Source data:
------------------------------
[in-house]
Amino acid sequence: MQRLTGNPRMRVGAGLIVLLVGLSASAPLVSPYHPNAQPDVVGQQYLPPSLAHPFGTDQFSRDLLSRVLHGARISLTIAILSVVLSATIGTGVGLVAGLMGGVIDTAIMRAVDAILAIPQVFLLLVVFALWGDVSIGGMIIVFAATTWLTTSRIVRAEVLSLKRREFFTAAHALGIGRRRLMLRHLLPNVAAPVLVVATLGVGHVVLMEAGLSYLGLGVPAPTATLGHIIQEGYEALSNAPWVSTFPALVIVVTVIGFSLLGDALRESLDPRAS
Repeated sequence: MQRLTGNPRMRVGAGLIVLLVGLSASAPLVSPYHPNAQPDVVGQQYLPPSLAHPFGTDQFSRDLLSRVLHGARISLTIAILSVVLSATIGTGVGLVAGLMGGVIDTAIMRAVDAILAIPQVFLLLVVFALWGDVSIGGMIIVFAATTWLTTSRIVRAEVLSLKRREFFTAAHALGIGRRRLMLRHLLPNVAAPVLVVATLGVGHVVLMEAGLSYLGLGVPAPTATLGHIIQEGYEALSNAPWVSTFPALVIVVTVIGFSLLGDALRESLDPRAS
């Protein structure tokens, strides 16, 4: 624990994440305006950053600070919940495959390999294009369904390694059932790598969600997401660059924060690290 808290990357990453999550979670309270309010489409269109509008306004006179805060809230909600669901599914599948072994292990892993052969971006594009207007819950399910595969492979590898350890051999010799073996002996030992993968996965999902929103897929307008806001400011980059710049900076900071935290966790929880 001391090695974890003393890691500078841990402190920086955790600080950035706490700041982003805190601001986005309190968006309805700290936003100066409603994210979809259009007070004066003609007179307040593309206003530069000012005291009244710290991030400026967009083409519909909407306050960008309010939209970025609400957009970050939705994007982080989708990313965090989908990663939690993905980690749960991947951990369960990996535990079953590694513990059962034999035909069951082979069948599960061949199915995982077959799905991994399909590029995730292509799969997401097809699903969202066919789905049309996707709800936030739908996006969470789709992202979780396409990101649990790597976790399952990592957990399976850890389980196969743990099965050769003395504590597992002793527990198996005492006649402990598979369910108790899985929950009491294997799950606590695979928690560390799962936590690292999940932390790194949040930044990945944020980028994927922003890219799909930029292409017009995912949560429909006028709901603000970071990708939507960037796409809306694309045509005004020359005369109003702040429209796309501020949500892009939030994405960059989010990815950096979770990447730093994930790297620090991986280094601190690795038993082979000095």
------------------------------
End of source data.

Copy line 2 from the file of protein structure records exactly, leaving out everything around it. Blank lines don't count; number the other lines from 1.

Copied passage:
Amino acid sequence: MQRLTGNPRMRVGAGLIVLLVGLSASAPLVSPYHPNAQPDVVGQQYLPPSLAHPFGTDQFSRDLLSRVLHGARISLTIAILSVVLSATIGTGVGLVAGLMGGVIDTAIMRAVDAILAIPQVFLLLVVFALWGDVSIGGMIIVFAATTWLTTSRIVRAEVLSLKRREFFTAAHALGIGRRRLMLRHLLPNVAAPVLVVATLGVGHVVLMEAGLSYLGLGVPAPTATLGHIIQEGYEALSNAPWVSTFPALVIVVTVIGFSLLGDALRESLDPRAS